Four Conversations to Have with Your Teen about Dating
Updated: Apr 2
Dating in adolescence can be a healthy and developmentally appropriate way for a teenager to explore their personal values, sense of self, and the increasingly complex social dynamics of adolescence. Teens often benefit from collaborative conversations and guidance when navigating new relationships, and especially while dating. Here are four practical conversations to explore with your teen about dating.
Collaborate on house rules around dating
Teens are developmentally primed to seek autonomy and explore their sense of self; however, teens also benefit from practical guidance and boundaries, especially when navigating complex new dynamics, such as dating. A great way to begin is to have a collaborative conversation about the house rules around dating. The word "rules" may make you think of a list of "don'ts", but this doesn't have to be the case. Keep the conversation positive by explaining that you have seen mature and responsible behavior from them, and that their behavior gives you a great reason to trust them to start dating. Then, explain to your teen that you want them to be safe as they date, and have positive and healthy dating experiences. Ask them what they think dating safely might look like, and collaborate with your teen about appropriate boundaries around dating. These might include curfew, transportation, can dates come home, who pays, where can dates occur, etc. By proactively initiating this conversation, you can help your teen explore their concept of boundaries around dating, and potentially avoid some conflict or confusion in the future.
2. Consent is Key
As with many conversations with teenagers, collaboration is a great tool you can use to provide your teen with age-appropriate guidance. Ask your teen about their understanding of the word "consent" as it relates to dating, both seeking consent from another person, as well as their own consent/non-consent being respected. Give them "red flags" that indicate unhealthy relationship dynamics, including pressuring language, "You have to (xyz), or else I'll break up with you/you don't love me/I'll tell people something negative about you, etc.", ignoring "no", imploring them to be secretive or to avoid friends and/or family, and of course any verbal or physical threats of harm or actual harm etc. Let your teen know that if they find themselves in this situation, that they should not stay quiet, but bring it up to you or another trusted adult so that they can receive guidance and support to stay safe, and that their safety is of your utmost concern.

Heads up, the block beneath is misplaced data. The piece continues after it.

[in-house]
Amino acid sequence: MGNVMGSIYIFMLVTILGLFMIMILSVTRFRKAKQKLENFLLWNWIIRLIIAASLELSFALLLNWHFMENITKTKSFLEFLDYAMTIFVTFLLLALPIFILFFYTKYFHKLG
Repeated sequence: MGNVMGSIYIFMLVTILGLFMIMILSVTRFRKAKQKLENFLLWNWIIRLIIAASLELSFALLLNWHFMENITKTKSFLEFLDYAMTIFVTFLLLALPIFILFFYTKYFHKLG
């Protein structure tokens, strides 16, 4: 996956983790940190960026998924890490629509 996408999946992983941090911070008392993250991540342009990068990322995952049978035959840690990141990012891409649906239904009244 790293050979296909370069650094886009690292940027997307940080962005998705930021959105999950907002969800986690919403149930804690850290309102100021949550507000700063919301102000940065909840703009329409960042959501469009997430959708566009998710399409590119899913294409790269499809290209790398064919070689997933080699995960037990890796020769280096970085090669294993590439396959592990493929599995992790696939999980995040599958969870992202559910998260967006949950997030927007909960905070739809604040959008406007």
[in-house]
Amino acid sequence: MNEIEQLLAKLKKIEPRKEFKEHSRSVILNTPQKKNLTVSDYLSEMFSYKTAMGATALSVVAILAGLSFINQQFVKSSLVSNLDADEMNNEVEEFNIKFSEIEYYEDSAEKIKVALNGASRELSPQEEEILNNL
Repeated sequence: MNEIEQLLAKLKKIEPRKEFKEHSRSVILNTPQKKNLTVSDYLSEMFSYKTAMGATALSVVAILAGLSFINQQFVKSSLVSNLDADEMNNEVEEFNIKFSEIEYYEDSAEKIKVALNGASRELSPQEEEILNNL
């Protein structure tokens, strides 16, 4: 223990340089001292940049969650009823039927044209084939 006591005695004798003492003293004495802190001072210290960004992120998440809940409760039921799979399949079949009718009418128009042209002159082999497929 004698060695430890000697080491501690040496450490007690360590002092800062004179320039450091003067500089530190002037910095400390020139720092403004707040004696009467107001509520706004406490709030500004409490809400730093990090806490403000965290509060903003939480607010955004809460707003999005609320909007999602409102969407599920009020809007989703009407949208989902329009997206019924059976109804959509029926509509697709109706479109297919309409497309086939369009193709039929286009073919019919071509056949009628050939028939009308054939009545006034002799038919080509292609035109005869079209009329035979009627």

3. Explain what to do if uncomfortable on a date
Before your teen goes on their date, explain what to do if they are in an uncomfortable situation, if they want to leave the date early, or if person they're on a date with isn't being respectful. Discuss ways they can stay safe, and encourage them to think about their own personal boundaries. You can express to your child that you will pick them up from an uncomfortable situation if they need you to. You can also give your child a "code word" or code sentence to text you in case they need an out. Explain to them that if you receive this text, you will know that they need a reason to leave the date, you will call them and give them an excuse to leave, or pick them up right away. If your teen does call you for help, it can be helpful to give your teen some time to process, and then invite an emotionally-focused conversation asking how they're feeling about what happened. Regardless if they share much or not, this question expresses to your teen that you care about their experiences and feelings and are willing to listen. This can help your child seize their developing autonomy, examine their feelings, reflect, and develop, all with your invaluable support.
4. Social media presence
Dating is now more virtual than ever. Teens may be pressured to share information or pictures online while talking with someone that they believe is interested in them, which can open them up to distressing or unsafe situations. Some apps state that pictures will be "deleted" or "removed" instantly, but unfortunately, no image online is gone forever, and may be shared, screenshotted, recovered, etc. Keep an eye on your teen's online presence and social media platforms, and explain to them the importance of online security and safety. Check for communication apps on your teen's phone, and look into the app's functions, safety measures, age restrictions etc. Check in with your teen about their internet usage, and maintain a general sense of what's available on social media and how often your teen is online. Keep an eye out for any unusual changes in your teen's behavior, mood, or priorities, especially if the changes seem to be related to their online presence or electronic devices. Teens may need increased guidance and boundaries to help them navigate the unending "pull" of social media. Maintaining an awareness of your teen's social media presence and internet usage can help you provide this guidance to your teen and open a fruitful conversation about online safety while dating.
Dating in adolescence is a new phase for both teens and parents. By continuing these practical conversations with your teen about dating, you can help them reflect on their experiences, develop personal boundaries, and safely explore new relationships.